Module::AutoINC - Download and install CPAN/PPM modules upon first use.
perl -MModule::AutoINC <script>
When Module::AutoINC is loaded, it will add itself to @INC and catch any requests for missing resources. If a Perl module is requested that has not been installed, then this will attempt to load it. Under Active State Perl (or any Perl where PPM is available), PPM will attempt to install it. Otherwise CPAN will be queried and, assuming that the module exists on CPAN, CPAN::Shell will be invoked to install it. Execution of the script continues after the requisite module has been installed.
Module::AutoINC is a slightly useful tool designed to streamline the process of installing the modules required by a script. By loading the Module::AutoINC module (usually via a "-MModule::AutoINC" command-line option), the user is registering a handler that will catch any attempt to use a module that does not exist on the local machine. In this case, the CPAN::Shell module will be invoked to search for the specified module and, if found, an attempt will be made to install the module. If successful, the module will be loaded and execution will continue as normal.
You can modify the behavior of the module slightly using several import symbols. All import symbols are case-insensitive.
If you import the special symbol 'force' then the installation of the module(s) will be forced. The definition of a 'forced' installation varies depending on whether you are installing using PPM or CPAN. See the relevant documentation for each system for more information.
You can override the installation method detection using the import symbols, 'cpan' or 'ppm'. 'cpan' will cause CPAN to be used for module installation no matter whether PPM is available or not. 'ppm' will attempt to install the module using PPM regardless of whether ppm is findable by Module::AutoINC. Of course, you should know what you are doing if you use these import symbols.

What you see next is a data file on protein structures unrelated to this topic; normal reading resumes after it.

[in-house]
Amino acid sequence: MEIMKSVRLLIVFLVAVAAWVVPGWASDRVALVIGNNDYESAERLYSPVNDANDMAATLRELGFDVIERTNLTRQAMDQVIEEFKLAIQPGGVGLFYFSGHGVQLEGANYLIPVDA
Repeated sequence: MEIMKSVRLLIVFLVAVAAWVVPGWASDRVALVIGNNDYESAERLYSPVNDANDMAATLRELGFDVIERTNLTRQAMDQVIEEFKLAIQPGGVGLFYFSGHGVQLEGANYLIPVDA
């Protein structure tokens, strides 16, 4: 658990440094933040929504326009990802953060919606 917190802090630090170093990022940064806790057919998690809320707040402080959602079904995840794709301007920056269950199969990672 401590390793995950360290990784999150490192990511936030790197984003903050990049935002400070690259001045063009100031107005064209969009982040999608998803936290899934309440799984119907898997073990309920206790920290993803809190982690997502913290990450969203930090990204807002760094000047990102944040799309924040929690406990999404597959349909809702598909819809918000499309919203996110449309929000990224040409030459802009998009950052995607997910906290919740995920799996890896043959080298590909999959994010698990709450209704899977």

perl -MModule::AutoINC -MLingua::Num2Word=cardinal -le 'print cardinal("en", 42)'
...will download and install Lingua::Num2Word and Lingua::EN::Num2Word.
perl -MModule::AutoINC=cpan -MLingua::Num2Word=cardinal -le 'print cardinal("de", 42)'
...will then download and install (using CPAN, even under ActiveState Perl) Lingua::DE::Num2Word (German).
perl -MModule::AutoINC=force -MLingua::Num2Word=cardinal -le 'print cardinal("es", 42)'
...will then download and install (forcefully) Lingua::ES::Numeros (Spanish).
The "CPAN" module must be properly configured to run for the user whom you plan to be when you execute your scripts. By default CPAN tends to install into a system path (e.g., /usr/lib/perl), so you would need to run your scripts as root for this to work transparently. However, you can also configure CPAN for other users by installing a ~/.cpan/CPAN/MyConfig.pm file. In particular, you may want to override makepl_arg to add a "PREFIX=~/.cpan/install" setting.
Make sure that the directory where your Perl modules are installed is in your @INC by default, either by adding a -I option to your command line or by seting your $PERL5LIB environmental variable. This is most likely only necessary if you are not running your scripts as root.